Also, since different electron beam photolithography tools require the exposure plane of the substrate to be at varying heights, it is common practice to utilize shimming material to adjust the height of the probe relative to the surface of the workpiece. The substrate height requirements vary from tool to tool. The substrate height requirement for a particular tool is satisfied by placing shims, if required, between the portion of flexure 230 underlying screw 150 and cassette body 140. The insertion of shims and manual calibration of the clearance of the ground probe is both inexact and time consuming. This can be a trial and error process with repeated measuring and adjusting required in order to accurately set the substrate height as required.
Accordingly, what is needed is a substrate grounding probe that can quickly and consistently penetrate the non-conductive surface of a workpiece to establish a reliable ground connection with the conductive surface of the photomask. This grounding probe must also be compatible with the state-of-the-art low profile electron beam photolithography processing equipment currently being developed for the high-volume production semiconductor processing environment.
In addition, this grounding probe must be capable of production environment processing efficiency and must be able to be integrated into the current electron beam photolithography processing environment in a cost-effective manner with minimal disruption to the processing environment. It is also desirable to provide a substrate ground probe that can be easily and accurately adjusted to accommodate the various clearance requirements of different electron beam photolithography tools found in the present manufacturing environment. Finally, the substrate ground probe should be durable, inexpensive, relatively simple to manufacture, and easy to install.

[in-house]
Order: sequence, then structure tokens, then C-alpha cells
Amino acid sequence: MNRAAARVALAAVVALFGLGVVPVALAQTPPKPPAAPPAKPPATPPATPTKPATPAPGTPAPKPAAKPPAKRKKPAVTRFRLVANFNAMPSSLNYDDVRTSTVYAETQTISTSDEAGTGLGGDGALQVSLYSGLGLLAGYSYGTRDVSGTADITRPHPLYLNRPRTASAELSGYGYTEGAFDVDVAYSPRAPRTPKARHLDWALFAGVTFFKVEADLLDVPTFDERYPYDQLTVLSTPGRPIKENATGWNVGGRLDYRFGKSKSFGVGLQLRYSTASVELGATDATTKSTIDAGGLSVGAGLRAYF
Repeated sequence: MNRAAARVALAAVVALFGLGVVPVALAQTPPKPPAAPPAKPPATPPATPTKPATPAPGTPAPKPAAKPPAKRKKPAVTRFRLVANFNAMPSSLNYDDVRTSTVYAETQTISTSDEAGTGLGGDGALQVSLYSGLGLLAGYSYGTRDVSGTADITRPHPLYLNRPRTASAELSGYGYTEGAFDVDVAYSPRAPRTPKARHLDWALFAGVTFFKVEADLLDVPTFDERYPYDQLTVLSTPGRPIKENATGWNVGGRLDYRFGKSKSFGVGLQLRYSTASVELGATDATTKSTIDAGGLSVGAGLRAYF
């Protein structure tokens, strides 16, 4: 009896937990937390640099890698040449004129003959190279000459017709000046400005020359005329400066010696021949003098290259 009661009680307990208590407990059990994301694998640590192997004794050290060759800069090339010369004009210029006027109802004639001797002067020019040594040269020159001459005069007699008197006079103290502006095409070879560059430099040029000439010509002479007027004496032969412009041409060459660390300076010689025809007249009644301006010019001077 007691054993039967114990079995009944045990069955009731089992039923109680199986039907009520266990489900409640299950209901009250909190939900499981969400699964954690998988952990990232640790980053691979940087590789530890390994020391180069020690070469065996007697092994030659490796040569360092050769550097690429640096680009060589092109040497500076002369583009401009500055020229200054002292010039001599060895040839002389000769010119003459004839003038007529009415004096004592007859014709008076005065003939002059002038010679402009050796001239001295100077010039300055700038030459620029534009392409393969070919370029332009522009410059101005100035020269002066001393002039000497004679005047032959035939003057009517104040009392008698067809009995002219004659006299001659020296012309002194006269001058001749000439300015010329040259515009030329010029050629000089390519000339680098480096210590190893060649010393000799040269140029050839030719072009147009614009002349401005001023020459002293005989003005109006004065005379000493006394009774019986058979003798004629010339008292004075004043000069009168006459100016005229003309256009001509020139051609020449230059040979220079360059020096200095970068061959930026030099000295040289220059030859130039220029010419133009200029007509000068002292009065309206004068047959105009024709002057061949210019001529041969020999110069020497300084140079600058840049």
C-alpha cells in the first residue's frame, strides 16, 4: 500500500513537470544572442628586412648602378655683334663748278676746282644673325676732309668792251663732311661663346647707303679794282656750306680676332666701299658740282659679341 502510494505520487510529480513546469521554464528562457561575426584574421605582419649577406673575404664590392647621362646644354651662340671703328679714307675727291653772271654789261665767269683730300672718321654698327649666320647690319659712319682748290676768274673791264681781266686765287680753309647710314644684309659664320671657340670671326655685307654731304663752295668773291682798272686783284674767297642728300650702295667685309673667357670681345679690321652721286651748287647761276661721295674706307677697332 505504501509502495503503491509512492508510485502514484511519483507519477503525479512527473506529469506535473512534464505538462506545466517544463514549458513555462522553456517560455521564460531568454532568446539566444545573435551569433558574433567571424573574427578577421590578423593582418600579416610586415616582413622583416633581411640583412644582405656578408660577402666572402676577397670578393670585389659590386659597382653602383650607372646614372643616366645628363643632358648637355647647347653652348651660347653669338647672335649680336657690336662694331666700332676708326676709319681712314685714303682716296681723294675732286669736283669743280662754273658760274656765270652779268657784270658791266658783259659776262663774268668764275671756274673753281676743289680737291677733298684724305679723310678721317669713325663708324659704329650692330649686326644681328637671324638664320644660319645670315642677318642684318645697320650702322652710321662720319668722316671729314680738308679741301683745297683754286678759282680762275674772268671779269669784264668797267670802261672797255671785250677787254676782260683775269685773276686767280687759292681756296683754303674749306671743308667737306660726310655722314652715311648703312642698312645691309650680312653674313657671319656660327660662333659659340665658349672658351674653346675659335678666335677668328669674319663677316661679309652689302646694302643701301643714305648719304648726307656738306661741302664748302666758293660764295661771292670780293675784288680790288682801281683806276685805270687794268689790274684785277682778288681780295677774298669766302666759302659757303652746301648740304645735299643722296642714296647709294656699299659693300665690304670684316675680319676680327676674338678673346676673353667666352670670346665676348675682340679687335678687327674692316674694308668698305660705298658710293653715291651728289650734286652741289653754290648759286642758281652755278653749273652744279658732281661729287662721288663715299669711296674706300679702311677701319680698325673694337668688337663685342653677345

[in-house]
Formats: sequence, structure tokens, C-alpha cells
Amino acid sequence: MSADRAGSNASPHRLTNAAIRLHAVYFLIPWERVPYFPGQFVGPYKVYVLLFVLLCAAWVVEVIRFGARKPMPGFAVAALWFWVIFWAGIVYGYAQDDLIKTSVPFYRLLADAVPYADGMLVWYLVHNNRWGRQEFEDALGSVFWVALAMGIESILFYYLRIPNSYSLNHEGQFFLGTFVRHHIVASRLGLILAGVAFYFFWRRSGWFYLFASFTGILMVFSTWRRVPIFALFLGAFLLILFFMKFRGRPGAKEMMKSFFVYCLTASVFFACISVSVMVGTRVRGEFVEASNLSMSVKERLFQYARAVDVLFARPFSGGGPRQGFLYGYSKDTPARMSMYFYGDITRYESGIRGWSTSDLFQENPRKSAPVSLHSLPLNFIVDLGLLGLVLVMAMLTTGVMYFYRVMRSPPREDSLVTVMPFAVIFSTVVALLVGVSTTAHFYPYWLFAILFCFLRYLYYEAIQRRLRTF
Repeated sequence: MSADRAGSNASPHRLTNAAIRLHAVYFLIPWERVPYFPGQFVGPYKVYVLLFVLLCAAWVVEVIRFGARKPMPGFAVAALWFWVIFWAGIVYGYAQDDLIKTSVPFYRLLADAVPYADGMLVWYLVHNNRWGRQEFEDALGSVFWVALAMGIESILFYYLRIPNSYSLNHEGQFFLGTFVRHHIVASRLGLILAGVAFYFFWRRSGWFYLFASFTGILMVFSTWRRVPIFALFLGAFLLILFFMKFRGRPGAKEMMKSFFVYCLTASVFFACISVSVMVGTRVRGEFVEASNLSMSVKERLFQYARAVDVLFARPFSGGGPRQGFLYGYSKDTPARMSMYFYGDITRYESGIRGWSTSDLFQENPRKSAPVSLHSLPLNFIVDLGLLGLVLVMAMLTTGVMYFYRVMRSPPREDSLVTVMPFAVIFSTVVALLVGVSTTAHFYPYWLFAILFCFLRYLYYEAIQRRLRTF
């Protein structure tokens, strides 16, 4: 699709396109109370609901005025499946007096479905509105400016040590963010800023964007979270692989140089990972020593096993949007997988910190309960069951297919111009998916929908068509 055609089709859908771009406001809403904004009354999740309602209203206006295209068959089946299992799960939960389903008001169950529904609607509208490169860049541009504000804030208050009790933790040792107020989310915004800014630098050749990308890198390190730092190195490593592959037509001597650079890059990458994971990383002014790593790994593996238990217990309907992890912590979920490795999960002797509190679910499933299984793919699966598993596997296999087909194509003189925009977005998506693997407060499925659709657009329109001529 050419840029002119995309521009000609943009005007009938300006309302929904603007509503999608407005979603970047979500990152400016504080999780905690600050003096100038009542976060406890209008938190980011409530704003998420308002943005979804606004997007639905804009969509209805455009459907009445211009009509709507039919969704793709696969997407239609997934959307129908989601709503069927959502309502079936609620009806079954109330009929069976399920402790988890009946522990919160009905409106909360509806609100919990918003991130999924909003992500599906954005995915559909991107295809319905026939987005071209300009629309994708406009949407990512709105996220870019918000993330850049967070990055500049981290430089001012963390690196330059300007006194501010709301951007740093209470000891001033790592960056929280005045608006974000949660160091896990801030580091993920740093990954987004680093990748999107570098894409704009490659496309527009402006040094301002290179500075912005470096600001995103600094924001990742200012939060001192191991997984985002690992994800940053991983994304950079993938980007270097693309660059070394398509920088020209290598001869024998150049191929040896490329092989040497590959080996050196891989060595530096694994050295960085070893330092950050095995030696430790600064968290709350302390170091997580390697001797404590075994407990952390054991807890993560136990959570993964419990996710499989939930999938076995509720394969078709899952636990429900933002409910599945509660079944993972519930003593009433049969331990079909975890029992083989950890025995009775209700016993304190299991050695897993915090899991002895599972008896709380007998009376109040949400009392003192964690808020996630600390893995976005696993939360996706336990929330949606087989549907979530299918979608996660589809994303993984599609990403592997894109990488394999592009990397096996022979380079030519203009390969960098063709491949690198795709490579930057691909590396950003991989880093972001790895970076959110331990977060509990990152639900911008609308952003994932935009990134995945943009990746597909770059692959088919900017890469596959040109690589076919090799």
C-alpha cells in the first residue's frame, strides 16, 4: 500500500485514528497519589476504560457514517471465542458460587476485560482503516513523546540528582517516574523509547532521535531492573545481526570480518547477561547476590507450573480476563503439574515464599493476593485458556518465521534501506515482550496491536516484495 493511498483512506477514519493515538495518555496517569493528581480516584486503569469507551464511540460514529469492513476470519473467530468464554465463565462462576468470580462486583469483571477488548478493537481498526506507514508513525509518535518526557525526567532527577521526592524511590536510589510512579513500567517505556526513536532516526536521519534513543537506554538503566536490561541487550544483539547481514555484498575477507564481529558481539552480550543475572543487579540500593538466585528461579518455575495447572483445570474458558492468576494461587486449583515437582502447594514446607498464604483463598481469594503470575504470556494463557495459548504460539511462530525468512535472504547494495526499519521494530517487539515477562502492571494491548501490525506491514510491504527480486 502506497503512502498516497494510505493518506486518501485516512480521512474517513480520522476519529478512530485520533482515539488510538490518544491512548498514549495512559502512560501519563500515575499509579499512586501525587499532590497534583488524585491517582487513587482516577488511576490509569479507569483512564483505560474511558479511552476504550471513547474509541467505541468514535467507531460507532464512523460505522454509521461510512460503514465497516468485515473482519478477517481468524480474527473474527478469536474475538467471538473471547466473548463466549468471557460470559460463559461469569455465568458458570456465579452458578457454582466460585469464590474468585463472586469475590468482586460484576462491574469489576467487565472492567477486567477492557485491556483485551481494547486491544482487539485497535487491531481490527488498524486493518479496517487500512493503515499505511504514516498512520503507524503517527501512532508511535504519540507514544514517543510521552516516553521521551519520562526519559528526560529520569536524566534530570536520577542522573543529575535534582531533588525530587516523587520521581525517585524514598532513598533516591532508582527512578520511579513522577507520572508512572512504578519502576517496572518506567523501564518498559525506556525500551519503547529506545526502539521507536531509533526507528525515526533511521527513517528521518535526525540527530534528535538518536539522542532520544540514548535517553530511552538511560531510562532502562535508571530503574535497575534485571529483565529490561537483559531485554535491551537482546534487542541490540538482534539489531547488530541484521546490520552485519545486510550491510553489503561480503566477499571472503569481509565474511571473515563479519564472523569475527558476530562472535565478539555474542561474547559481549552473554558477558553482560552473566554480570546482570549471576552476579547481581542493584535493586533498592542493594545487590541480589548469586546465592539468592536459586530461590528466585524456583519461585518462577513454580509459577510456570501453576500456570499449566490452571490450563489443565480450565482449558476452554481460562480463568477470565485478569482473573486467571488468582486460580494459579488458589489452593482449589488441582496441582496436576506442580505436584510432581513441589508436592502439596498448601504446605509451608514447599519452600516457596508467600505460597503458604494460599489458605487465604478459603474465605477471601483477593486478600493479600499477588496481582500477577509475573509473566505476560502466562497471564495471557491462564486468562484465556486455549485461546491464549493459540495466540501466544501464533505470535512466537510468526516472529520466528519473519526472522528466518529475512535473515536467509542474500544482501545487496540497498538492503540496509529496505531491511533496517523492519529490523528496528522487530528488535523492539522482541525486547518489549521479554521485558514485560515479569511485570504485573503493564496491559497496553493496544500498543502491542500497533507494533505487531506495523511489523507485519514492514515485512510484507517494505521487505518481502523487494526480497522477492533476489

According to the present invention, a low profile substrate grounding probe is provided. The low profile substrate grounding probe of the present invention overcomes the limitations of the prior art. The low profile substrate grounding probe includes a one piece conductive probe body with a ceramic contact surface. The probe body forms an integral flexure and ground probe combination. The ceramic contact point is created by flame spraying tungsten-carbide over the contact portion of the probe body.
The process of flame spraying a coating on a contact point is much simpler and more efficient than the current practice of manufacturing and assembling two-piece ground probes. This design allows for a simplified fabrication process which in turn greatly reduces manufacturing costs. In addition, the substrate ground of the present invention incorporates an adjustment screw which enables simple and accurate adjustments of the probe height with respect to the surface of the workpiece. This allows the ground probe to be utilized with a wide variety of electron beam processing tools without the tedious and time-consuming use of shims.
The preferred exemplary embodiment of the present invention will hereinafter be described in conjunction with the appended drawings, where like designations denote like elements, and:
FIG. 1 is a side view of an existing substrate ground probe;
FIG. 2 is a side view of an alternative existing substrate ground probe;
FIG. 3 is a perspective view of a low profile substrate grounding probe according to the preferred embodiment;
FIG. 4 is a side view of the low profile substrate ground probe according to the preferred embodiment; and
FIG. 5 is a perspective view showing the low profile ground probe in conjunction with a typical mask carrier assembly.